[‡ ]It appears by the account given by Priscus, that the court of Attila had some thoughts of subjecting even the Persians.
[* ]Jornandes and Priscus have drawn the character of this prince, and described the manners of his court.
[* ]The Goths were a very destructive nation, they destroyed all the husbandmen in Thrace, and cut off the hands of every charioteer. Byzantine history of Malchus, in the extract of the embassies.
[† ]See in the chronicles, collected by Andrew du Chesne, the condition of this province, towards the end of the ninth, or beginning of the tenth century. Script. Norman Hist. Veteres.
[* ]The Goths, as we have intimated, did not cultivate their lands.
[† ]Priscus relates in his history, that markets were established by treaties on the banks of the Danube.
[‡ ]When the Goths sent to desire Zeno to receive Theuderic the son of Triaries into his alliance, on the terms accorded by him to Theuderic the son of Balamer, the senate being consulted on this occasion, said, the revenues of the empire were not sufficient to support two Gothic nations, and that the alliance of only one of them was to be consented to. Malchus’s history, in the extract of the embassies.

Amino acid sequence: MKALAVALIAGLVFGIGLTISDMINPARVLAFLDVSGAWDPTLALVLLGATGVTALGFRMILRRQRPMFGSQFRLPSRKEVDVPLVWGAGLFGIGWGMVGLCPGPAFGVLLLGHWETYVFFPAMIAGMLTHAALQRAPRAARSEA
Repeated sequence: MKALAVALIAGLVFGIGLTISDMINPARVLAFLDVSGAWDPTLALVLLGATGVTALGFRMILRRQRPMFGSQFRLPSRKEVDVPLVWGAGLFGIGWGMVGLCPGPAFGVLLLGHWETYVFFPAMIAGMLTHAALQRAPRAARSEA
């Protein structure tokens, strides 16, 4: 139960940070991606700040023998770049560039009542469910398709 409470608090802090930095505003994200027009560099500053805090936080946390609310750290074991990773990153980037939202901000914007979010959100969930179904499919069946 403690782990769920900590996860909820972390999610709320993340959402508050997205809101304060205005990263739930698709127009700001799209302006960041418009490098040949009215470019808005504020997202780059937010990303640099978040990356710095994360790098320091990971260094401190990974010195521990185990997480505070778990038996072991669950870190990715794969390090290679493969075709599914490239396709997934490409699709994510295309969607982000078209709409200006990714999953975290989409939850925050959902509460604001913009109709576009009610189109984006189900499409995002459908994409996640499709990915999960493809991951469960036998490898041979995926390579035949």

[∥ ]This partition of the empire was very prejudicial to the affairs of the western Romans. Priscus, lib. ii.
[* ]Honorius was informed, that the Visigoths had made a descent into the western empire, after an alliance with Arcadius. Procop. of the Vandal war.
[† ]Lib. ii.
[‡ ]Priscus, ibid.
[∥ ]Procopius, in his war with the Vandal.
[§ ]Priscus, lib. ii.
[** ]See Jornandes, De rebus Geticis, c. xxxvi.
[†† ]This appeared more especially in the war between Constantinus and Licinius.
[‡‡ ]Priscus, lib. ii.
[* ]In the time of Honorius, Alaric, who besieged Rome, obliged that city to enter into an alliance with him, even against the emperor, who was in no condition to oppose it. Procop. War of the Goths, lib. i. Zozim. lib. vi.
[† ]Zozim. lib. vi.